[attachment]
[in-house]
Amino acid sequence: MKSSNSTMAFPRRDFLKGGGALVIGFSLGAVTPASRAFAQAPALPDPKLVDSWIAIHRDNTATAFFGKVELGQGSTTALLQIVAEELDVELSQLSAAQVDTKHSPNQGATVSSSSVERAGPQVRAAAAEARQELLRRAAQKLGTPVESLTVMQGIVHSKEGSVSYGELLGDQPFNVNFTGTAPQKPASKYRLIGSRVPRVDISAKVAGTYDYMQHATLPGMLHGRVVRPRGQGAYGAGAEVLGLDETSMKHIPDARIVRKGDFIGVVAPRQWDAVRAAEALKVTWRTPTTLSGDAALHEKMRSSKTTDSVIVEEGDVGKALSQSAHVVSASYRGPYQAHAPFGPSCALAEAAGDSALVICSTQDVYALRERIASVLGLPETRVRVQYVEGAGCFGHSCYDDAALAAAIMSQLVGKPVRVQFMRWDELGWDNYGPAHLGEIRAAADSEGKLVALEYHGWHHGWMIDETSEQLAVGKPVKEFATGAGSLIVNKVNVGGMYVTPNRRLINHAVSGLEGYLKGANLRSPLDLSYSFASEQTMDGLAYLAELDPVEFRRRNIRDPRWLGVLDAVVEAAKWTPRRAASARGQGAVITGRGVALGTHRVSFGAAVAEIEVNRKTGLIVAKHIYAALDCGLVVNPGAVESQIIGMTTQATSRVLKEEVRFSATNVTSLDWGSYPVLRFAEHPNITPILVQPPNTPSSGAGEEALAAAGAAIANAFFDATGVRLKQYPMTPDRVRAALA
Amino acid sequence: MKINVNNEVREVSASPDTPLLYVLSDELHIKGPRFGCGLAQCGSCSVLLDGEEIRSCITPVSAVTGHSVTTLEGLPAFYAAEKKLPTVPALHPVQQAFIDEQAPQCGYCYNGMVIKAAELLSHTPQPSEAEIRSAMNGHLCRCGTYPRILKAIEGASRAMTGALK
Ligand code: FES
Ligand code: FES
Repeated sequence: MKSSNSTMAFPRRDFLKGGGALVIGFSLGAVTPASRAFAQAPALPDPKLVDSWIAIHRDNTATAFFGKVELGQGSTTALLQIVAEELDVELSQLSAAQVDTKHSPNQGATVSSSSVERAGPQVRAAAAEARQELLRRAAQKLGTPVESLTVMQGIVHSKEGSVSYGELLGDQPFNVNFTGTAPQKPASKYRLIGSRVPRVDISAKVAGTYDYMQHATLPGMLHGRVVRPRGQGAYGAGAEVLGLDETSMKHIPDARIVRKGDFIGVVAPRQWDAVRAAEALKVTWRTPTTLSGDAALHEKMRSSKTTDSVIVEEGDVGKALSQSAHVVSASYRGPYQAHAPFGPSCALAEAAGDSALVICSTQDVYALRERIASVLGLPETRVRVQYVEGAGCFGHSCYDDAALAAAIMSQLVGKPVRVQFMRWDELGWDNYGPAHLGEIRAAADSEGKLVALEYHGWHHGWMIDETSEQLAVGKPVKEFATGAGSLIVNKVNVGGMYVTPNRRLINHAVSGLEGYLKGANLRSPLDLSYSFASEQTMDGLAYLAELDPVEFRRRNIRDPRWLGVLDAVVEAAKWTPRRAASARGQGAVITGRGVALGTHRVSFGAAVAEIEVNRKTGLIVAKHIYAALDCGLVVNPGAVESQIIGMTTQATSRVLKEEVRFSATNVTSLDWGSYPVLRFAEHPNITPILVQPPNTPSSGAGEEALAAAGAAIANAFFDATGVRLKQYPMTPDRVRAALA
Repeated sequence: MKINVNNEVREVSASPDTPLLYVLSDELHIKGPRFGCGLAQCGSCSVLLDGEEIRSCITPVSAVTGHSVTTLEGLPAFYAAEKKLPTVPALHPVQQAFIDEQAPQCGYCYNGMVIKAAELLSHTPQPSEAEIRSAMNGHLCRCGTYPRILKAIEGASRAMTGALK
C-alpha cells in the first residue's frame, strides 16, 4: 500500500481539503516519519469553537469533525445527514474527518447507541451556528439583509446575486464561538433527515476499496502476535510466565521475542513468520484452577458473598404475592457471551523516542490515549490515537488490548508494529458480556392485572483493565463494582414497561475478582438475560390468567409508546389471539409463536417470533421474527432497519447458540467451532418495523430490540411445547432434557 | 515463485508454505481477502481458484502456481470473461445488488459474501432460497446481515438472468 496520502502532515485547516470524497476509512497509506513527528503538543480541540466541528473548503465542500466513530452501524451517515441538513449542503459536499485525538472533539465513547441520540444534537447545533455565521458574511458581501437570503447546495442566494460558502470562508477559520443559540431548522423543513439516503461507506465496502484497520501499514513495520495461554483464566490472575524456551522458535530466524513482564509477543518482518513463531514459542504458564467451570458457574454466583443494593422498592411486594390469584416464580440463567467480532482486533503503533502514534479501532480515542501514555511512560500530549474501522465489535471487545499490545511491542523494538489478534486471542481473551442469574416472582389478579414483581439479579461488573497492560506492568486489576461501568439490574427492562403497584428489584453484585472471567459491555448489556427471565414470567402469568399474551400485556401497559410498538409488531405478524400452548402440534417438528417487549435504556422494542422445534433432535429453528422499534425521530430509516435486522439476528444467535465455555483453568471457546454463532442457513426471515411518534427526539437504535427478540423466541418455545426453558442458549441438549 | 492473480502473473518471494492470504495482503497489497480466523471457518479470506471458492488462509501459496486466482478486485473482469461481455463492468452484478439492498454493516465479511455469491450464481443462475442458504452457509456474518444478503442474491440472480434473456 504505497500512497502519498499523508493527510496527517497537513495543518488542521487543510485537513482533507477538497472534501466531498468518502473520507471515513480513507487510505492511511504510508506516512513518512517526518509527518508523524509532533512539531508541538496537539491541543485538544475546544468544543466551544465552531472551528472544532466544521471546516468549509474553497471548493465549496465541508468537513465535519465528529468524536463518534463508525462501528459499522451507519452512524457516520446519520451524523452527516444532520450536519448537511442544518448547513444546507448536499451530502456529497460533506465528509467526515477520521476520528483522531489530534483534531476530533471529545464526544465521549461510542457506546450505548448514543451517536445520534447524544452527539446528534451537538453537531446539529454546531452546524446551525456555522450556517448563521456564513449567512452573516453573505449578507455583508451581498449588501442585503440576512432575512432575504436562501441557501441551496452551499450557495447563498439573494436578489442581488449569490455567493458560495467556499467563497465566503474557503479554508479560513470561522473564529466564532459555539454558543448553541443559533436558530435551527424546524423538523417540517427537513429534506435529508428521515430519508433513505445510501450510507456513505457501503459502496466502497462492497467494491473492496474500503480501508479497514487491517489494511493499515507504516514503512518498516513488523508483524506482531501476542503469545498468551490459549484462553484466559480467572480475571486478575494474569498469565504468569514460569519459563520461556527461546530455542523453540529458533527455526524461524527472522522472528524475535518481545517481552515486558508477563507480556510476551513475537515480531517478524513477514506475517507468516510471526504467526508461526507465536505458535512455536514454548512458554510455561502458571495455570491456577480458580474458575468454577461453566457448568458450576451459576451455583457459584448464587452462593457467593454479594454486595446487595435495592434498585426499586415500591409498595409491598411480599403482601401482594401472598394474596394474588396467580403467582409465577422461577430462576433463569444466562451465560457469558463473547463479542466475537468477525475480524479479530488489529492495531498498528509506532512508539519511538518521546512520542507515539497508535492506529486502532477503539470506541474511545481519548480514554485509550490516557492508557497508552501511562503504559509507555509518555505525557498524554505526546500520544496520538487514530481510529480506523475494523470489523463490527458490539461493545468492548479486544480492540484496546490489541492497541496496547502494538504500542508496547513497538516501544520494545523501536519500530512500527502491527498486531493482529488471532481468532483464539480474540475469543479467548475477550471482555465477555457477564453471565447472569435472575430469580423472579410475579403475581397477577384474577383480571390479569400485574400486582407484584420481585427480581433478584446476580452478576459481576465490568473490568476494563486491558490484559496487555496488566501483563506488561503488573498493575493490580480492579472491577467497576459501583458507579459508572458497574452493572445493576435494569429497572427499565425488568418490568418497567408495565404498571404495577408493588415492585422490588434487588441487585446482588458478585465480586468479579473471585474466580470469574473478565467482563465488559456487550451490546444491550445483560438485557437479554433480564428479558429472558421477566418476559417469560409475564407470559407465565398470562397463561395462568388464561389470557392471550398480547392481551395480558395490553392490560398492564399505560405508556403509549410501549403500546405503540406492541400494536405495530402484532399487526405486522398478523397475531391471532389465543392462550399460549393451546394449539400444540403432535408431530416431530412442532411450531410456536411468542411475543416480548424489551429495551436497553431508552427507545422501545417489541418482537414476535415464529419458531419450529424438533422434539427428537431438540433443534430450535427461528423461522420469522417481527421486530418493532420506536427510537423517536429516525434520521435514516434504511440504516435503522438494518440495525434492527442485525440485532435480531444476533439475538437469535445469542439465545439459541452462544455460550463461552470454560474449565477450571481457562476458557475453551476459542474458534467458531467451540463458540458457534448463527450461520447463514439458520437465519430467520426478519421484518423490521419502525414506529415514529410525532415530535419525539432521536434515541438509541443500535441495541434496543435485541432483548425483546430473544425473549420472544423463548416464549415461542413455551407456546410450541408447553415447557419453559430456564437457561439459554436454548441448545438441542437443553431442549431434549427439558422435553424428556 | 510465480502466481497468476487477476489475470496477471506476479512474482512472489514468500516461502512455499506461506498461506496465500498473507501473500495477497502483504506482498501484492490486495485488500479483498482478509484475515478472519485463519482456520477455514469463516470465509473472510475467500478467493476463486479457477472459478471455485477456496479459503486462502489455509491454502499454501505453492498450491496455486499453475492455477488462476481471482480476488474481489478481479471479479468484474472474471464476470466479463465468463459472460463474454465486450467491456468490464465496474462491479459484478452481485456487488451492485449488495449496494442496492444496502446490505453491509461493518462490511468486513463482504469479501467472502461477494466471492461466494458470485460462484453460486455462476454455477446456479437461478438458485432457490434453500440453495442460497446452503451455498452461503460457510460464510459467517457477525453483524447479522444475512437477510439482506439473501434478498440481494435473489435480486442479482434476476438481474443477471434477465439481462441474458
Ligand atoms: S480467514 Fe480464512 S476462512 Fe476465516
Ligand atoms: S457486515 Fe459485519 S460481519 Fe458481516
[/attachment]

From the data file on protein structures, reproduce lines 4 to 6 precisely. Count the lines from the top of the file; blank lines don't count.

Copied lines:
Ligand code: FES
Ligand code: FES
Repeated sequence: MKSSNSTMAFPRRDFLKGGGALVIGFSLGAVTPASRAFAQAPALPDPKLVDSWIAIHRDNTATAFFGKVELGQGSTTALLQIVAEELDVELSQLSAAQVDTKHSPNQGATVSSSSVERAGPQVRAAAAEARQELLRRAAQKLGTPVESLTVMQGIVHSKEGSVSYGELLGDQPFNVNFTGTAPQKPASKYRLIGSRVPRVDISAKVAGTYDYMQHATLPGMLHGRVVRPRGQGAYGAGAEVLGLDETSMKHIPDARIVRKGDFIGVVAPRQWDAVRAAEALKVTWRTPTTLSGDAALHEKMRSSKTTDSVIVEEGDVGKALSQSAHVVSASYRGPYQAHAPFGPSCALAEAAGDSALVICSTQDVYALRERIASVLGLPETRVRVQYVEGAGCFGHSCYDDAALAAAIMSQLVGKPVRVQFMRWDELGWDNYGPAHLGEIRAAADSEGKLVALEYHGWHHGWMIDETSEQLAVGKPVKEFATGAGSLIVNKVNVGGMYVTPNRRLINHAVSGLEGYLKGANLRSPLDLSYSFASEQTMDGLAYLAELDPVEFRRRNIRDPRWLGVLDAVVEAAKWTPRRAASARGQGAVITGRGVALGTHRVSFGAAVAEIEVNRKTGLIVAKHIYAALDCGLVVNPGAVESQIIGMTTQATSRVLKEEVRFSATNVTSLDWGSYPVLRFAEHPNITPILVQPPNTPSSGAGEEALAAAGAAIANAFFDATGVRLKQYPMTPDRVRAALA